Humans use their brains to use computers and it would seem that computers should be able to replicate human intelligence and brain processing only if computer science is able to fully understand the brain, intelligence, learning, and the many and varied psychological and biological functions.  Artificial Intelligence is simply the knowledge area, which is what is sought after to understand human design, in order to create a computerized simulator.  It is unknown if learning or redesigning the learning processes is the beginning of creating a programmable human-like machine that can learn, but of more value is a machine that can interact and mimic the human on multiple levels, aligned with what is known in psychology and biology.  The perception of ‘intelligence’ is what seems to be the area of heavy investment, programming, and interest, and this is where humans and computers or human life science, computer science, and psychology merge or are ‘simular’ – where special emphasis should be placed on the word ‘simular’ and our goal of simulation, with a slight variation to a calculation function of ‘sum,’ which is now a machine function that works faster than any human.  Processing or functioning speed seems to be what is highly sought after, as is the automatic functioning and processing of data and information.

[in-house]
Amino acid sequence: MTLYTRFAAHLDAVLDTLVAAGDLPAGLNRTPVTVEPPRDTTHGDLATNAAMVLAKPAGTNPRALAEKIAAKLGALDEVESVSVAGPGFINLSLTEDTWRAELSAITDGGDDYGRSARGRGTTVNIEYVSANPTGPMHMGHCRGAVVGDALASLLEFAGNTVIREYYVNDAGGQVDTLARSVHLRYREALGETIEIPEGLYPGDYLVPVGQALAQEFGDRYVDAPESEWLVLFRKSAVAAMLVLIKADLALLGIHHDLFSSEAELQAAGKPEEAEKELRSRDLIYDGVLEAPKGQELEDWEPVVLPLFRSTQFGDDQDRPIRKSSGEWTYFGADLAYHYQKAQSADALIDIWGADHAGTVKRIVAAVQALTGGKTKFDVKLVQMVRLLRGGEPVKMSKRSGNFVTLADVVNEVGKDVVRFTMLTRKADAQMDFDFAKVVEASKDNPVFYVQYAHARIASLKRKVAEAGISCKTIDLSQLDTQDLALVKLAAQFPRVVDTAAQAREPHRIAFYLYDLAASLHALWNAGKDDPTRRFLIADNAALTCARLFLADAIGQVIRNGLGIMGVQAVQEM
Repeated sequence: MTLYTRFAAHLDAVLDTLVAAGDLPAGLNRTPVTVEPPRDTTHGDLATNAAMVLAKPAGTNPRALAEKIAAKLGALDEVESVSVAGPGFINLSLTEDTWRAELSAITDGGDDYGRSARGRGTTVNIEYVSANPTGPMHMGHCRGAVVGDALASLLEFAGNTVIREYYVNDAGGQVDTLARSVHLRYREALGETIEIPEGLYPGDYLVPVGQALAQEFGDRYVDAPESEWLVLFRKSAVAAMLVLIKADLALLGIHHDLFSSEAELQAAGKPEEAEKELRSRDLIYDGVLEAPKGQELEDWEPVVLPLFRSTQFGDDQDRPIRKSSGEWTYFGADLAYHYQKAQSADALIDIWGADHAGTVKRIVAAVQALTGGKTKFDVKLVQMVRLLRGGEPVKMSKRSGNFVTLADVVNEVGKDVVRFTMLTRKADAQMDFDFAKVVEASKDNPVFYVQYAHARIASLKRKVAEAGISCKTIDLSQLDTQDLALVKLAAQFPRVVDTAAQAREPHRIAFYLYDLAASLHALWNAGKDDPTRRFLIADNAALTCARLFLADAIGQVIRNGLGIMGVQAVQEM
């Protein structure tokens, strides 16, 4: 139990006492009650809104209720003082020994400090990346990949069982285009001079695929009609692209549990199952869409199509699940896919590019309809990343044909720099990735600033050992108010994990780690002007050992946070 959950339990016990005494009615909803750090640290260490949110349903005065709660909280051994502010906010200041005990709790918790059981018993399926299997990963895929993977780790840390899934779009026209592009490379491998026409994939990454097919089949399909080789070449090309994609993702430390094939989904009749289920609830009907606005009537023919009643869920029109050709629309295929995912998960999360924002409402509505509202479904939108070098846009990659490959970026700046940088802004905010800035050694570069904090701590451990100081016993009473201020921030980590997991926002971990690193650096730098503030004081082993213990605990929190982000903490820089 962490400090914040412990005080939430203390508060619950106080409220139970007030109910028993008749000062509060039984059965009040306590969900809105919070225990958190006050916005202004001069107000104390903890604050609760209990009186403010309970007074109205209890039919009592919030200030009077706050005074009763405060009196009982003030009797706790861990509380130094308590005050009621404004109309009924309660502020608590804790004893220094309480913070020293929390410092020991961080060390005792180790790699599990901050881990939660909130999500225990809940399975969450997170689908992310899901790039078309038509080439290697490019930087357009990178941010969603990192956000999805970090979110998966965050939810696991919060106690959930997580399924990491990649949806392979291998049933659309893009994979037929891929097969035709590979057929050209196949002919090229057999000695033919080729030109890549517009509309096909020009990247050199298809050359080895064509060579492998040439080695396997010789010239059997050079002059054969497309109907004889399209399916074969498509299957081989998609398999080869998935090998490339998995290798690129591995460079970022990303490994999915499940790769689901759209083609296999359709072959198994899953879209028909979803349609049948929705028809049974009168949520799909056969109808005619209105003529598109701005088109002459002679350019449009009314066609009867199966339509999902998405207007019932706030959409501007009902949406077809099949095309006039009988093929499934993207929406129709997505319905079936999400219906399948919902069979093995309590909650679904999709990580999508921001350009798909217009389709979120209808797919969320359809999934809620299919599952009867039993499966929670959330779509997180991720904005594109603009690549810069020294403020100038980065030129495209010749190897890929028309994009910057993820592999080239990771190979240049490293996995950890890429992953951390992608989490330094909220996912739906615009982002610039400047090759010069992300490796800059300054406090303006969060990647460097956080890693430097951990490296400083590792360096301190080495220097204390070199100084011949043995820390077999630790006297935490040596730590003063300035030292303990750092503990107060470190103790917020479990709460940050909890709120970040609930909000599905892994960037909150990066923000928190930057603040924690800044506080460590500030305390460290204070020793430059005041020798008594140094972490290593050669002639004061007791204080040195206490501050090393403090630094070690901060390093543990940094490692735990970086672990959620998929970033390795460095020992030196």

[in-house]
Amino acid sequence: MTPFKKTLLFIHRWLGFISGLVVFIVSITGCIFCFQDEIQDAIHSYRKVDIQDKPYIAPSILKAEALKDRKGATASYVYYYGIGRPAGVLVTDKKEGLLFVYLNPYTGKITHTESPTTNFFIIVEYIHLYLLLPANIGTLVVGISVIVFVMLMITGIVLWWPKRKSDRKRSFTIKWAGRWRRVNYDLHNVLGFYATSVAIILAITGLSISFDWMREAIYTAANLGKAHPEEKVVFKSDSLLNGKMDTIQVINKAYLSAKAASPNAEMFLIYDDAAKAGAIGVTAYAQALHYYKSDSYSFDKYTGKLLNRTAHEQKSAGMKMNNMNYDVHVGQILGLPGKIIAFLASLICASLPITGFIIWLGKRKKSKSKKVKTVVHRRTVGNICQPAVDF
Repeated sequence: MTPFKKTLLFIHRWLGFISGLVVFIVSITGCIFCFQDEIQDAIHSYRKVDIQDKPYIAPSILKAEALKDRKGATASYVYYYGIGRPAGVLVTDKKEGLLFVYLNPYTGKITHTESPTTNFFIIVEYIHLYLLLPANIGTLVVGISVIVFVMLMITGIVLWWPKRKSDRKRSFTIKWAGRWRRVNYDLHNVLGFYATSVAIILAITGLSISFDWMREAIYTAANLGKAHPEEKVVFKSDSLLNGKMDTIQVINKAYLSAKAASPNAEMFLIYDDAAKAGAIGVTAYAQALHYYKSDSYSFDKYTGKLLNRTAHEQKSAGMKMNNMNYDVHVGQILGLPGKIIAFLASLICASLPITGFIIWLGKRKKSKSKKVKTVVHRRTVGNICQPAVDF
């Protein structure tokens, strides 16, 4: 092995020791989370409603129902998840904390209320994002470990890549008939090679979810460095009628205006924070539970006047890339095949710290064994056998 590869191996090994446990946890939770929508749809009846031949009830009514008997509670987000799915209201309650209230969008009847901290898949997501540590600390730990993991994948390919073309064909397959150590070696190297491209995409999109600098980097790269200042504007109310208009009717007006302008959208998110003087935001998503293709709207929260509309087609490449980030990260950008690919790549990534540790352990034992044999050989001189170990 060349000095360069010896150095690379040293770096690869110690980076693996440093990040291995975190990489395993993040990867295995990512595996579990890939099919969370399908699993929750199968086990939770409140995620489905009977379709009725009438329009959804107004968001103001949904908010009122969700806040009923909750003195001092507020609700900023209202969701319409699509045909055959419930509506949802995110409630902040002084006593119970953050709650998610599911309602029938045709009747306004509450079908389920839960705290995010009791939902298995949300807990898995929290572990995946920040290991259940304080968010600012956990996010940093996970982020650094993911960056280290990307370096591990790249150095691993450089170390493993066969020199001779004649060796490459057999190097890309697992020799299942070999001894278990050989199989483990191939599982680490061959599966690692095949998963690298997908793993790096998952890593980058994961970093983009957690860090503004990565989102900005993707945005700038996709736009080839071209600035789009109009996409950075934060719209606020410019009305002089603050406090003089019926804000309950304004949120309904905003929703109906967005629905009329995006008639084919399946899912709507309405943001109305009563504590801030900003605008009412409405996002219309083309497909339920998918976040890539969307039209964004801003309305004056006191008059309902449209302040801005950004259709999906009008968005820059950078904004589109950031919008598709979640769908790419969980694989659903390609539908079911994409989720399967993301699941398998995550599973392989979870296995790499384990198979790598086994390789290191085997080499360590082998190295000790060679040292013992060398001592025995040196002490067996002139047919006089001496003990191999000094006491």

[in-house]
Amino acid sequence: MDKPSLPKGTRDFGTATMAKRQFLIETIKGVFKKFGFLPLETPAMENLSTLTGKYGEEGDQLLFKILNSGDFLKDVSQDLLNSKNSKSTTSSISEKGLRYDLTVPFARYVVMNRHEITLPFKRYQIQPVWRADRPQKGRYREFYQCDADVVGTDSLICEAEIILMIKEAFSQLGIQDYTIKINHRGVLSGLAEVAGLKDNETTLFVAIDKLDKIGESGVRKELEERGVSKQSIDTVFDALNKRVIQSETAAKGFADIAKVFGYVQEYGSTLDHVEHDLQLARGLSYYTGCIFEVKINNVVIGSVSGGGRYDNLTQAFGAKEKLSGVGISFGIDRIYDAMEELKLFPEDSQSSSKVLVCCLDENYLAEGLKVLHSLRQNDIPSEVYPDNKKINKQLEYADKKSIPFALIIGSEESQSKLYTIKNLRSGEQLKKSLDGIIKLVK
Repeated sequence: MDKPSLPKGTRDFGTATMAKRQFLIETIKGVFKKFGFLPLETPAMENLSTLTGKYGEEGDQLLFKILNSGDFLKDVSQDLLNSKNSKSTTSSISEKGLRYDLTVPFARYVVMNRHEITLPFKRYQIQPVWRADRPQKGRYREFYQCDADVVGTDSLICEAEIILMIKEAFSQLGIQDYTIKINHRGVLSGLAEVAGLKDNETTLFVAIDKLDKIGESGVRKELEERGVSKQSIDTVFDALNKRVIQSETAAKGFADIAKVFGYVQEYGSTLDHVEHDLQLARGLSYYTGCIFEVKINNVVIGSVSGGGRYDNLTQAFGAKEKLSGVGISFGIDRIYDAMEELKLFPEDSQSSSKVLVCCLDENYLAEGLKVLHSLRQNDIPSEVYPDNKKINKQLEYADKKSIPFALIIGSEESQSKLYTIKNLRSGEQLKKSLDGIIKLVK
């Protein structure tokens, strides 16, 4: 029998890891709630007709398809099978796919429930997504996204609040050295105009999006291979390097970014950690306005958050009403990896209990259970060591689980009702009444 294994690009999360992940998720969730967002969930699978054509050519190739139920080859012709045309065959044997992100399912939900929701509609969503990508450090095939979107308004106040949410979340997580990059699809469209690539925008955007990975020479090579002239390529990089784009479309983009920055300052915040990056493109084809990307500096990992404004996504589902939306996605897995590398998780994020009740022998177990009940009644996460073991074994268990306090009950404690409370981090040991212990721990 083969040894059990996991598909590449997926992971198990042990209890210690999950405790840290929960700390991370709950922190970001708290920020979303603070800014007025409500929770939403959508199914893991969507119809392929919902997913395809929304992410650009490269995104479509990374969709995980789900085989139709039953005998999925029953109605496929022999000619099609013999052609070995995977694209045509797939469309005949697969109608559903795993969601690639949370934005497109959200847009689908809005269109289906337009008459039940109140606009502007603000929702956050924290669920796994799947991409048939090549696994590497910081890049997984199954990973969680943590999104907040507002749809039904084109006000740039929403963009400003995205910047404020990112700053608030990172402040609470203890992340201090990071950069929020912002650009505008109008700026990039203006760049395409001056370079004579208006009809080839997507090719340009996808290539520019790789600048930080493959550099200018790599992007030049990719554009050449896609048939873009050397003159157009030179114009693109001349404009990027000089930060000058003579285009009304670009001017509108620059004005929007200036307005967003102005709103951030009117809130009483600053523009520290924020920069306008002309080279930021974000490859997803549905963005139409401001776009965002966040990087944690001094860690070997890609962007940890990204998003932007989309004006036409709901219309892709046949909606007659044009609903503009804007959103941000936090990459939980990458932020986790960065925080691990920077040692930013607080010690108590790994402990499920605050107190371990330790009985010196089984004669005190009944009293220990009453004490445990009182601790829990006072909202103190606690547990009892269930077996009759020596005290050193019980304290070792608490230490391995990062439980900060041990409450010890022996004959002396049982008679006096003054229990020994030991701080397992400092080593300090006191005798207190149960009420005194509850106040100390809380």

There is an obvious merging of disciplines, necessary to achieve the goals of artificial intelligence, yet there is no official name for a total AI system.  It is known as machine learning, artificially intelligent systems, or robots.  Some understand it as intuitive software applications that resemble human like reasoning and problem solving, built, and presented as applications, which can operate using human-like presentation.  Cybernetics used concepts developed by computer science to model brain functions elucidated in neuroscience, but is limited to feedback controls. Computer science and linguistics were already linked through computational linguistics.  It is believed that all fifteen possible links could be instantiated with respectable research, and the eleven links we saw as existing in 1978 have been greatly strengthened, defined in 1978 and that involved the tools of the two disciplines it linked together (Miller, 2003).  The science of AI could be described as “synthetic psychology,” “experimental philosophy,” or “computational epistemology”– epistemology is the study of knowledge. AI can be seen as a way to study the nature of knowledge and intelligence, but with a more powerful experimental tool than was previously available (Poole & Mackworth, 2018).